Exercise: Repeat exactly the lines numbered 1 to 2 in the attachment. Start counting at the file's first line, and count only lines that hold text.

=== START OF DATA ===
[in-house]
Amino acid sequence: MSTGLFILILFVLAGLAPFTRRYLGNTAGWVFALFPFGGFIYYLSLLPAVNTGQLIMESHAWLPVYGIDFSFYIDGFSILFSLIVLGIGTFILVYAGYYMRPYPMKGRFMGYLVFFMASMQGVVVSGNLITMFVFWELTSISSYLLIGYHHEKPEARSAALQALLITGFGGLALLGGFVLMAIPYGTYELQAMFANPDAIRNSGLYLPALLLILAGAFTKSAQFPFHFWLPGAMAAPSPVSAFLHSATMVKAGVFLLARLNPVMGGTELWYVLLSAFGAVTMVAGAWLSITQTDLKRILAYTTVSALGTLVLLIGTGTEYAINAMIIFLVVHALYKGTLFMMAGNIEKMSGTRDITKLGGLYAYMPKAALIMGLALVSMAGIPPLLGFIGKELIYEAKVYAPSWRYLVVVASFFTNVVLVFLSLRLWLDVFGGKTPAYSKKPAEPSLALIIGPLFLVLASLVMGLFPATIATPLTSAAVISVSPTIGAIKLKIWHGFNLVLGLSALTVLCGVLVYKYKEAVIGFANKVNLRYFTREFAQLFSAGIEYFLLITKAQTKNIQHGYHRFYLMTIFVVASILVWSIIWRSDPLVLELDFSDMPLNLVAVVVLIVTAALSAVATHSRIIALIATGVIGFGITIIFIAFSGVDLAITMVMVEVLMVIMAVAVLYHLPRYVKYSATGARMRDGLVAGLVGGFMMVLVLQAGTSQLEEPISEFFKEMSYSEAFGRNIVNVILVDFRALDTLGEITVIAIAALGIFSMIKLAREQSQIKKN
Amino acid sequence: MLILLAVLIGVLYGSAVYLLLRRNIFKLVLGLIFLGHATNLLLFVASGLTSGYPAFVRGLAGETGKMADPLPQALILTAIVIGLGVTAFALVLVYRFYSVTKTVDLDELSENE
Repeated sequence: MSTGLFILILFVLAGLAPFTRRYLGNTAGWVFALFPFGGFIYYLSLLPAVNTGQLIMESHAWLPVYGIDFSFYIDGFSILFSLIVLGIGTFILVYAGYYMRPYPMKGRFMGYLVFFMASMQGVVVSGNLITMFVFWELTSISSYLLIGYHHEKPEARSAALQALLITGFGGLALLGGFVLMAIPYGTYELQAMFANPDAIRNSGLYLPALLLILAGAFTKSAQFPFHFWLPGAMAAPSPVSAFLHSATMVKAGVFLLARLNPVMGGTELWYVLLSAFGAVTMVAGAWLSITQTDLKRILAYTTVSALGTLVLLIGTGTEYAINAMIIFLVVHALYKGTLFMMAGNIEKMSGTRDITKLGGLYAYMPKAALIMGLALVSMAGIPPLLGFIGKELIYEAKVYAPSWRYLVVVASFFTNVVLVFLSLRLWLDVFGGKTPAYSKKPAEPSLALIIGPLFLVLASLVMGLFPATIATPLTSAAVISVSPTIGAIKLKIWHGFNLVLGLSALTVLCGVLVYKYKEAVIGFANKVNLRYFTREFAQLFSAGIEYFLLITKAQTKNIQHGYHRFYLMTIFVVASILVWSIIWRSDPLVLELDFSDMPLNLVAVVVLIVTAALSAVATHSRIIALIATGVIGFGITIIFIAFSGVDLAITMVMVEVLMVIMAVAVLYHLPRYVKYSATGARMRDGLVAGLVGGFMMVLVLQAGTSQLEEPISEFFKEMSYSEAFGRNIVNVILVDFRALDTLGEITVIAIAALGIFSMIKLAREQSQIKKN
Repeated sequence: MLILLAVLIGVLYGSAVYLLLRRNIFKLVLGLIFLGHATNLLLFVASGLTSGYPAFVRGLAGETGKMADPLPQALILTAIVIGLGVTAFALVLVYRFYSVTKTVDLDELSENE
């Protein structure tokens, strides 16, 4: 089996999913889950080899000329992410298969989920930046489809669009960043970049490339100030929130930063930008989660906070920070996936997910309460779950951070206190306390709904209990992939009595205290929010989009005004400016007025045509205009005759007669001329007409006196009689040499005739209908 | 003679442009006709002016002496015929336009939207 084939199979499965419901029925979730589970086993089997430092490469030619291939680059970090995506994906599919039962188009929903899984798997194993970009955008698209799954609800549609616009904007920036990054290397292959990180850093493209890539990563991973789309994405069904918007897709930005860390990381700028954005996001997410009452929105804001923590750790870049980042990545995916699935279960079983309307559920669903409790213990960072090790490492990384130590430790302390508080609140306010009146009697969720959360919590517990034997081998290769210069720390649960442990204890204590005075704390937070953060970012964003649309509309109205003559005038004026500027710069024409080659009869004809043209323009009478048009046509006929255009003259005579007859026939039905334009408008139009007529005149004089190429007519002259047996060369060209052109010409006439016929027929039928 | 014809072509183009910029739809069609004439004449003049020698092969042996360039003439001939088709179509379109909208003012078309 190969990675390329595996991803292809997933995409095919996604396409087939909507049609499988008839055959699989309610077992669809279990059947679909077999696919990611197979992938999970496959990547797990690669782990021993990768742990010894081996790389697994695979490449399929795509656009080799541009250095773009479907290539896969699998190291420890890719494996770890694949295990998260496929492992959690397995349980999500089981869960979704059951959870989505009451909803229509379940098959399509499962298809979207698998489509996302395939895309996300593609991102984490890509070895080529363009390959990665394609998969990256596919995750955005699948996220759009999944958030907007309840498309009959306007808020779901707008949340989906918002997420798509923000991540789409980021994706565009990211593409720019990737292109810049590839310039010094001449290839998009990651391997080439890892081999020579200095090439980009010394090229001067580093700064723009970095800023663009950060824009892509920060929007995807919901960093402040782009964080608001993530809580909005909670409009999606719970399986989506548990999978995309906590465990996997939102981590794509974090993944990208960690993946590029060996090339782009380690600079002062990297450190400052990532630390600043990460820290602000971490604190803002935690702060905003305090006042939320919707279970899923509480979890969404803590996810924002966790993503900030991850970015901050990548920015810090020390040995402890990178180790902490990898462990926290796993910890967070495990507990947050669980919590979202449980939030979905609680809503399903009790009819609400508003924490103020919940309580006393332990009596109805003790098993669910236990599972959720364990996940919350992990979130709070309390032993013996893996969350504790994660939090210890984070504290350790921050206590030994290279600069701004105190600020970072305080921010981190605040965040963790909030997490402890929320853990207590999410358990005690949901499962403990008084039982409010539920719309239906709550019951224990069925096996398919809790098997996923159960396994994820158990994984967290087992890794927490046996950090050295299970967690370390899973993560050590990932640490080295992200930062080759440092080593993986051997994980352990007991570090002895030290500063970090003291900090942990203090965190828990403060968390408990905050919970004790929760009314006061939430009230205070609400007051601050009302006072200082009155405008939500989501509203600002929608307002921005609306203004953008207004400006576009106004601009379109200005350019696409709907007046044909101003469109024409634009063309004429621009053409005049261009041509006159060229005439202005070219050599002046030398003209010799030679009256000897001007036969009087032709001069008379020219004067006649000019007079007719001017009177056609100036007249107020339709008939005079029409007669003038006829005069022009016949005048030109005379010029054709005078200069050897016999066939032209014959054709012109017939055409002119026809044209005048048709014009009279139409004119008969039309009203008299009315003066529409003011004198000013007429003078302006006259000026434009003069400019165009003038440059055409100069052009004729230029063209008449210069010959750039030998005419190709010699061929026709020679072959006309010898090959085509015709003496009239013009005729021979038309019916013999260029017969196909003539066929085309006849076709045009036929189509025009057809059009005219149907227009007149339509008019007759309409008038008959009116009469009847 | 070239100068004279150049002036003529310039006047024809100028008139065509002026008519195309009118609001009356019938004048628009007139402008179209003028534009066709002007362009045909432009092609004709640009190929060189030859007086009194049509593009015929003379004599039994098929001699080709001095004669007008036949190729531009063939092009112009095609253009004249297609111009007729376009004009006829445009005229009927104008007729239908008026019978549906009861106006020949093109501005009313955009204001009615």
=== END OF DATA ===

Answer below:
[in-house]
Amino acid sequence: MSTGLFILILFVLAGLAPFTRRYLGNTAGWVFALFPFGGFIYYLSLLPAVNTGQLIMESHAWLPVYGIDFSFYIDGFSILFSLIVLGIGTFILVYAGYYMRPYPMKGRFMGYLVFFMASMQGVVVSGNLITMFVFWELTSISSYLLIGYHHEKPEARSAALQALLITGFGGLALLGGFVLMAIPYGTYELQAMFANPDAIRNSGLYLPALLLILAGAFTKSAQFPFHFWLPGAMAAPSPVSAFLHSATMVKAGVFLLARLNPVMGGTELWYVLLSAFGAVTMVAGAWLSITQTDLKRILAYTTVSALGTLVLLIGTGTEYAINAMIIFLVVHALYKGTLFMMAGNIEKMSGTRDITKLGGLYAYMPKAALIMGLALVSMAGIPPLLGFIGKELIYEAKVYAPSWRYLVVVASFFTNVVLVFLSLRLWLDVFGGKTPAYSKKPAEPSLALIIGPLFLVLASLVMGLFPATIATPLTSAAVISVSPTIGAIKLKIWHGFNLVLGLSALTVLCGVLVYKYKEAVIGFANKVNLRYFTREFAQLFSAGIEYFLLITKAQTKNIQHGYHRFYLMTIFVVASILVWSIIWRSDPLVLELDFSDMPLNLVAVVVLIVTAALSAVATHSRIIALIATGVIGFGITIIFIAFSGVDLAITMVMVEVLMVIMAVAVLYHLPRYVKYSATGARMRDGLVAGLVGGFMMVLVLQAGTSQLEEPISEFFKEMSYSEAFGRNIVNVILVDFRALDTLGEITVIAIAALGIFSMIKLAREQSQIKKN